COVID-19 and Pregnancy

Beth Israel Deaconess Medical Center

One glance at social media likely shows you how common it is to be dealing with added stress and feelings of anxiety during the COVID-19 pandemic. While mental health experts offer tips for dealing with this stress, you may have some additional questions about how to best protect your health and the health of your baby if you’re pregnant.

BIDMC’s Blair Wylie, MD, MPH, Director of Maternal-Fetal Medicine, and Chloe Zera, MD, MPH, Director of Obstetric Population Health, provide some information and advice for expecting parents below. If you have specific health concerns, please reach out to your obstetric provider.

Am I more likely to get COVID-19 during pregnancy?

There is very little information known about COVID-19 in pregnancy at this time, and we do not know yet whether pregnancy increases the risk for infection. Due to normal changes in pregnancy, pregnant patients may be more likely to become very sick from viral infections, but most people with COVID-19 will not require hospitalization.

Does COVID-19 cause pregnancy complications?

We do not yet know whether COVID-19 increases the risk for complications during pregnancy. There are reports from other areas of the world that the risk for preterm delivery may be higher among pregnant patients with COVID-19. It remains unclear whether this reflects spontaneous preterm labor or whether obstetricians induced labor in patients with COVID-19 earlier than their due date to directly benefit the patient and baby.

Is it safe for me to come to the hospital? I’m worried that I might get infected by being there.

Hospitals, including labor and delivery units, are taking extraordinary precautions to keep our patients and staff healthy. At BIDMC, this includes a limit on visitors to one healthy support person during childbirth. We ask that this support person remain with you the entire hospital stay.

Can my baby get COVID-19 if I have COVID-19 during pregnancy?

We do not yet know if the virus can be transmitted across the placenta, but most babies born to mothers with COVID-19 have not been infected.

If I have COVID-19, will I need a c-section?

Typically, no. For women who are only mildly symptomatic, there is no evidence that this would help you or your baby. Your doctor may recommend a c-section for another reason not related to COVID-19. It is possible that patients who become very sick with COVID-19 may not be able to tolerate a long labor.

What will happen if I have COVID-19 at the time of my delivery?

Your team will wear special equipment (masks, gowns and gloves) to help protect against infection. After birth, your baby may be at increased risk of infection. Talk to your doctor and pediatrician about the best recommendations for you and caring for your baby.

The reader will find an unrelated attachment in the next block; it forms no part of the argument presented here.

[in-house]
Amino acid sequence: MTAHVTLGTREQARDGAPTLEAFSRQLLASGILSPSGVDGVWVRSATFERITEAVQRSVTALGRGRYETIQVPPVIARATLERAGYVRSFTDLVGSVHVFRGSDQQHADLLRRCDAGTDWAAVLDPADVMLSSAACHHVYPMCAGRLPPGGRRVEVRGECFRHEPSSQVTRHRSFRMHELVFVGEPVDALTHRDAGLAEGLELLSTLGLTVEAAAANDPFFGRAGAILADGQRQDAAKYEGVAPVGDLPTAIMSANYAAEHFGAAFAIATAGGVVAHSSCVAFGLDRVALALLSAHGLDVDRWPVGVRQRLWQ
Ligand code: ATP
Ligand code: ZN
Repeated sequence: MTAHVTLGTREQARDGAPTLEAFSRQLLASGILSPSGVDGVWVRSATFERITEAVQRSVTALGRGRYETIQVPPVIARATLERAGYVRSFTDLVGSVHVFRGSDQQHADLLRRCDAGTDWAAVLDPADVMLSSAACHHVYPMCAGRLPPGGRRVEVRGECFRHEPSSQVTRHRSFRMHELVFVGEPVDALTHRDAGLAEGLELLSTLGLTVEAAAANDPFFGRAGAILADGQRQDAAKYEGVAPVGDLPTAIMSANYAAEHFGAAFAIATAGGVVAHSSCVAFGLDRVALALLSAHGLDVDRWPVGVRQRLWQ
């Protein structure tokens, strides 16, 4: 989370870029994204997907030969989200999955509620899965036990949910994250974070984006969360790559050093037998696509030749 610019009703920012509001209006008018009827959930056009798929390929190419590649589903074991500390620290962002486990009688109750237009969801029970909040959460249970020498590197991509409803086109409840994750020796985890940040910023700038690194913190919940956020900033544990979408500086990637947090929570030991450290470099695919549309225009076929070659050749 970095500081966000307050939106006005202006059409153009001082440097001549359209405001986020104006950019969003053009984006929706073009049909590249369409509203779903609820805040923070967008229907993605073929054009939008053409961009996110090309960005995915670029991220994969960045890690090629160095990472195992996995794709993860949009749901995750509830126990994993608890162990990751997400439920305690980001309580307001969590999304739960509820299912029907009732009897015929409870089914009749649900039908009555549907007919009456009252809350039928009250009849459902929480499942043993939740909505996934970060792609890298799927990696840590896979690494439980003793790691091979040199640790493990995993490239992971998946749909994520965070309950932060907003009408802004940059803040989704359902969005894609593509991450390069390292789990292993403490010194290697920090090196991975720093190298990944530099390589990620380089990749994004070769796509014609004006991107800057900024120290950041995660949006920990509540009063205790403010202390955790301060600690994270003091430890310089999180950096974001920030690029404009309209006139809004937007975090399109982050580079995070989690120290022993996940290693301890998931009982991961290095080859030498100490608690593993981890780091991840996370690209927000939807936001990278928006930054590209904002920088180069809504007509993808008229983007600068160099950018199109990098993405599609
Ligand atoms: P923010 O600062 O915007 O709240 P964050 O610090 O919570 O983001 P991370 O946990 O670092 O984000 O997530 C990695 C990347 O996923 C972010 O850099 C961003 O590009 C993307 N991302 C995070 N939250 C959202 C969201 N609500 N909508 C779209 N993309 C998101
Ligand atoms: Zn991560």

Can I breastfeed if I have COVID-19?

Yes. Breast milk is the best source of nutrition for most infants. Limited studies have not found the virus in breast milk and your breast milk may provide antibodies to help protect your newborn. If you have suspected or confirmed COVID-19, precautions to avoid spreading the virus include washing hands before touching your baby and wearing a mask. If you choose to express breast milk with a manual or electric breast pump, wash your hands before touching any pump or bottle parts and clean the pump and parts after each use. Consider having someone who is not sick feed your baby the pumped milk.

Visit the CDC’s website for the most up-to-date information about breastfeeding precautions for COVID-19.

What should I do if I think I have COVID-19?

If you have fever, cough, difficulty breathing, loss of your sense of smell, or exposure to someone with known COVID-19, you should call your OB/GYN’s office. Your provider will tell you if you need to come to the hospital or stay at home. Most people will be able to stay at home and monitor their symptoms.

How can I stay healthy during pregnancy?

Pregnant patients can maintain their health in the same ways that people who are not pregnant do: by washing hands frequently and staying at home as much as possible. Hydration and adequate rest also are important in maintaining the health of your immune system.

Is there anything else I should be asking?

We recognize that delivering a baby right now may cause anxiety; this is a natural reflection of love for your growing family. We remain committed to keeping you and your family safe and to preserving the joy of childbirth.

 

Above content provided by Beth Israel Deaconess Medical Center. For advice about your medical care, consult your doctor.




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